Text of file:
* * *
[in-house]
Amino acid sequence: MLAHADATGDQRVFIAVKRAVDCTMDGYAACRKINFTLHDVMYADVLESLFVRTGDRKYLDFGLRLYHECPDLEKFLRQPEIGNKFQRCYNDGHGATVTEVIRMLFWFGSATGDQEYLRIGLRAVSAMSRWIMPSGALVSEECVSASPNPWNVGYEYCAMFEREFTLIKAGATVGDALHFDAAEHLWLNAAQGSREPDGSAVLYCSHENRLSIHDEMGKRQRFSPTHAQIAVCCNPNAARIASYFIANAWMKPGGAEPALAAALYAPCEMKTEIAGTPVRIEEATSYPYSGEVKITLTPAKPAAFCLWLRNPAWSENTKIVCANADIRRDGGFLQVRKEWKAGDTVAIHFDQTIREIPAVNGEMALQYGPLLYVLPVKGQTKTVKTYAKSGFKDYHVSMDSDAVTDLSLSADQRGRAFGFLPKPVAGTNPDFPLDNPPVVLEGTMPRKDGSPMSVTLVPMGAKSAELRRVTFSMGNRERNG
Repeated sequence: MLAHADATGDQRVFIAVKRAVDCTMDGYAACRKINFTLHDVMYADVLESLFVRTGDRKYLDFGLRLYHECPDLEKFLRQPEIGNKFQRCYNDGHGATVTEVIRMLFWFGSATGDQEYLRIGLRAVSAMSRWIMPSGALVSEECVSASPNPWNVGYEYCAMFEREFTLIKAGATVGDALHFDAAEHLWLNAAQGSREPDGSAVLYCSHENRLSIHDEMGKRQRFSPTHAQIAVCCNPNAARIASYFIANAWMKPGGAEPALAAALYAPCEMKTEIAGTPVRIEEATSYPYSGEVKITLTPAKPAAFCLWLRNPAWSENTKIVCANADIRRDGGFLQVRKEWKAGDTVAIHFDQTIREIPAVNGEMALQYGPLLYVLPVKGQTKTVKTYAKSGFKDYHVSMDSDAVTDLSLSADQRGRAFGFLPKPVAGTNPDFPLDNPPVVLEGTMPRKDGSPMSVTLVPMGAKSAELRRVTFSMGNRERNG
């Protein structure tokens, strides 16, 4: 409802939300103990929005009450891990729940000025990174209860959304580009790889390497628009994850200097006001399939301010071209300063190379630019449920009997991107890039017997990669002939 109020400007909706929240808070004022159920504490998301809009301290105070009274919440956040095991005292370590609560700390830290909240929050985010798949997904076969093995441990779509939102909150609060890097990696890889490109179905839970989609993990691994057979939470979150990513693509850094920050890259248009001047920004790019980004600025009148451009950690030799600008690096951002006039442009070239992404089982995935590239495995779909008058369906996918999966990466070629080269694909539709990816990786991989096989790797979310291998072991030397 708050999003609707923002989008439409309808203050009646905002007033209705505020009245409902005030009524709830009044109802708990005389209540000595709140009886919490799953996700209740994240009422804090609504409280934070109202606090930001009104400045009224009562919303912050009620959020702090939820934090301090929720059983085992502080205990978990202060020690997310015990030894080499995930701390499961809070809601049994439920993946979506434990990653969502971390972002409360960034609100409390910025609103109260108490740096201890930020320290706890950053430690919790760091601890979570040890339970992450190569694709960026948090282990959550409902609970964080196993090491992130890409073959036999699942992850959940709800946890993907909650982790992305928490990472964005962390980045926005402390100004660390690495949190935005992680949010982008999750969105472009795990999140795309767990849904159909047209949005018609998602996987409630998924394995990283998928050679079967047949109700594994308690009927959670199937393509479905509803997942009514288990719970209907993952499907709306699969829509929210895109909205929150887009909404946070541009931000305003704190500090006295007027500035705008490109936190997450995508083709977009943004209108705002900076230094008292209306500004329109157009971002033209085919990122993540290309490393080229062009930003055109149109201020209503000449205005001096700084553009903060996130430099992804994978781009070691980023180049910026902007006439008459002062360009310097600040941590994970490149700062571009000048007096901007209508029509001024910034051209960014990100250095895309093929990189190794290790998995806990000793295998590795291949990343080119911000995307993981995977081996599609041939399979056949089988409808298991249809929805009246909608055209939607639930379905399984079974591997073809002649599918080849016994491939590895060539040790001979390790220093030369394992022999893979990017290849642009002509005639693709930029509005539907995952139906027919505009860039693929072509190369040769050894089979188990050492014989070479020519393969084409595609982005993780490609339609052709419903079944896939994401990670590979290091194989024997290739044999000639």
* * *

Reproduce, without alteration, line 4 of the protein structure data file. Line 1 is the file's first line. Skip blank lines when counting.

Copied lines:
């Protein structure tokens, strides 16, 4: 409802939300103990929005009450891990729940000025990174209860959304580009790889390497628009994850200097006001399939301010071209300063190379630019449920009997991107890039017997990669002939 109020400007909706929240808070004022159920504490998301809009301290105070009274919440956040095991005292370590609560700390830290909240929050985010798949997904076969093995441990779509939102909150609060890097990696890889490109179905839970989609993990691994057979939470979150990513693509850094920050890259248009001047920004790019980004600025009148451009950690030799600008690096951002006039442009070239992404089982995935590239495995779909008058369906996918999966990466070629080269694909539709990816990786991989096989790797979310291998072991030397 708050999003609707923002989008439409309808203050009646905002007033209705505020009245409902005030009524709830009044109802708990005389209540000595709140009886919490799953996700209740994240009422804090609504409280934070109202606090930001009104400045009224009562919303912050009620959020702090939820934090301090929720059983085992502080205990978990202060020690997310015990030894080499995930701390499961809070809601049994439920993946979506434990990653969502971390972002409360960034609100409390910025609103109260108490740096201890930020320290706890950053430690919790760091601890979570040890339970992450190569694709960026948090282990959550409902609970964080196993090491992130890409073959036999699942992850959940709800946890993907909650982790992305928490990472964005962390980045926005402390100004660390690495949190935005992680949010982008999750969105472009795990999140795309767990849904159909047209949005018609998602996987409630998924394995990283998928050679079967047949109700594994308690009927959670199937393509479905509803997942009514288990719970209907993952499907709306699969829509929210895109909205929150887009909404946070541009931000305003704190500090006295007027500035705008490109936190997450995508083709977009943004209108705002900076230094008292209306500004329109157009971002033209085919990122993540290309490393080229062009930003055109149109201020209503000449205005001096700084553009903060996130430099992804994978781009070691980023180049910026902007006439008459002062360009310097600040941590994970490149700062571009000048007096901007209508029509001024910034051209960014990100250095895309093929990189190794290790998995806990000793295998590795291949990343080119911000995307993981995977081996599609041939399979056949089988409808298991249809929805009246909608055209939607639930379905399984079974591997073809002649599918080849016994491939590895060539040790001979390790220093030369394992022999893979990017290849642009002509005639693709930029509005539907995952139906027919505009860039693929072509190369040769050894089979188990050492014989070479020519393969084409595609982005993780490609339609052709419903079944896939994401990670590979290091194989024997290739044999000639």